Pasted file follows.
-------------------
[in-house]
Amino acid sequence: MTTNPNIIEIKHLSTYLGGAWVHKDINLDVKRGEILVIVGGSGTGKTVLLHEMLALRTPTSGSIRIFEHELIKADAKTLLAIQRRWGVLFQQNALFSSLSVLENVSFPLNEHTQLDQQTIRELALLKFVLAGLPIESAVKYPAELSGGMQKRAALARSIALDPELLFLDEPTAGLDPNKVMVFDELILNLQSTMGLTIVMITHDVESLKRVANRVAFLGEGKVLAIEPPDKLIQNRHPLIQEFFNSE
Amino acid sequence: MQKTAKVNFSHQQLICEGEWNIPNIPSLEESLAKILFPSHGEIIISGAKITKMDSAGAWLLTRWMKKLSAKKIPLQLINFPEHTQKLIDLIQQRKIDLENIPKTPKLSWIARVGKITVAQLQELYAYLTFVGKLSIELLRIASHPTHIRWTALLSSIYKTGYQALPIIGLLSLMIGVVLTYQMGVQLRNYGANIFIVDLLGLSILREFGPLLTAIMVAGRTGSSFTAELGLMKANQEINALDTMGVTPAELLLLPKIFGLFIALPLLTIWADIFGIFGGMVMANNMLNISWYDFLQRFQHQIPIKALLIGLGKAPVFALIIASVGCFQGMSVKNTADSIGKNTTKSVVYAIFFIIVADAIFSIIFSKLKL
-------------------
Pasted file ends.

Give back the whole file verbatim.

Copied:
[in-house]
Amino acid sequence: MTTNPNIIEIKHLSTYLGGAWVHKDINLDVKRGEILVIVGGSGTGKTVLLHEMLALRTPTSGSIRIFEHELIKADAKTLLAIQRRWGVLFQQNALFSSLSVLENVSFPLNEHTQLDQQTIRELALLKFVLAGLPIESAVKYPAELSGGMQKRAALARSIALDPELLFLDEPTAGLDPNKVMVFDELILNLQSTMGLTIVMITHDVESLKRVANRVAFLGEGKVLAIEPPDKLIQNRHPLIQEFFNSE
Amino acid sequence: MQKTAKVNFSHQQLICEGEWNIPNIPSLEESLAKILFPSHGEIIISGAKITKMDSAGAWLLTRWMKKLSAKKIPLQLINFPEHTQKLIDLIQQRKIDLENIPKTPKLSWIARVGKITVAQLQELYAYLTFVGKLSIELLRIASHPTHIRWTALLSSIYKTGYQALPIIGLLSLMIGVVLTYQMGVQLRNYGANIFIVDLLGLSILREFGPLLTAIMVAGRTGSSFTAELGLMKANQEINALDTMGVTPAELLLLPKIFGLFIALPLLTIWADIFGIFGGMVMANNMLNISWYDFLQRFQHQIPIKALLIGLGKAPVFALIIASVGCFQGMSVKNTADSIGKNTTKSVVYAIFFIIVADAIFSIIFSKLKL